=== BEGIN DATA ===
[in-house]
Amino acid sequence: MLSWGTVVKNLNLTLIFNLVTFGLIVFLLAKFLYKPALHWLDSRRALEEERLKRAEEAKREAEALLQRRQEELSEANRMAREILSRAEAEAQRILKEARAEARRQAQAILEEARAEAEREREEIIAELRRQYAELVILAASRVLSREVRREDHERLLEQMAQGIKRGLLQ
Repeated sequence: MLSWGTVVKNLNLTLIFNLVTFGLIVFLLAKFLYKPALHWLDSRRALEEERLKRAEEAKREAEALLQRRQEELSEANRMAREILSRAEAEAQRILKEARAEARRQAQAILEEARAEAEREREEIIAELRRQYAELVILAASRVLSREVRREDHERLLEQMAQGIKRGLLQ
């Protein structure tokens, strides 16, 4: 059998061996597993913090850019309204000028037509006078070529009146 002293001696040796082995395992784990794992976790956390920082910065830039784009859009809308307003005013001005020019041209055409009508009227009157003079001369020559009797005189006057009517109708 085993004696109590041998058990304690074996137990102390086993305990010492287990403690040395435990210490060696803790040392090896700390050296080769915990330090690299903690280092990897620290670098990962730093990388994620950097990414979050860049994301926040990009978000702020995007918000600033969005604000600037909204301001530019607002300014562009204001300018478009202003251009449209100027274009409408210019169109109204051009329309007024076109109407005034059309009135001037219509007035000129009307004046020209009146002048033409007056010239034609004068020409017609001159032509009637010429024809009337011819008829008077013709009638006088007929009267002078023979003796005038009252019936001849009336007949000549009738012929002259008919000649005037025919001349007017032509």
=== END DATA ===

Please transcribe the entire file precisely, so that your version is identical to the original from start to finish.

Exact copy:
[in-house]
Amino acid sequence: MLSWGTVVKNLNLTLIFNLVTFGLIVFLLAKFLYKPALHWLDSRRALEEERLKRAEEAKREAEALLQRRQEELSEANRMAREILSRAEAEAQRILKEARAEARRQAQAILEEARAEAEREREEIIAELRRQYAELVILAASRVLSREVRREDHERLLEQMAQGIKRGLLQ
Repeated sequence: MLSWGTVVKNLNLTLIFNLVTFGLIVFLLAKFLYKPALHWLDSRRALEEERLKRAEEAKREAEALLQRRQEELSEANRMAREILSRAEAEAQRILKEARAEARRQAQAILEEARAEAEREREEIIAELRRQYAELVILAASRVLSREVRREDHERLLEQMAQGIKRGLLQ
């Protein structure tokens, strides 16, 4: 059998061996597993913090850019309204000028037509006078070529009146 002293001696040796082995395992784990794992976790956390920082910065830039784009859009809308307003005013001005020019041209055409009508009227009157003079001369020559009797005189006057009517109708 085993004696109590041998058990304690074996137990102390086993305990010492287990403690040395435990210490060696803790040392090896700390050296080769915990330090690299903690280092990897620290670098990962730093990388994620950097990414979050860049994301926040990009978000702020995007918000600033969005604000600037909204301001530019607002300014562009204001300018478009202003251009449209100027274009409408210019169109109204051009329309007024076109109407005034059309009135001037219509007035000129009307004046020209009146002048033409007056010239034609004068020409017609001159032509009637010429024809009337011819008829008077013709009638006088007929009267002078023979003796005038009252019936001849009336007949000549009738012929002259008919000649005037025919001349007017032509």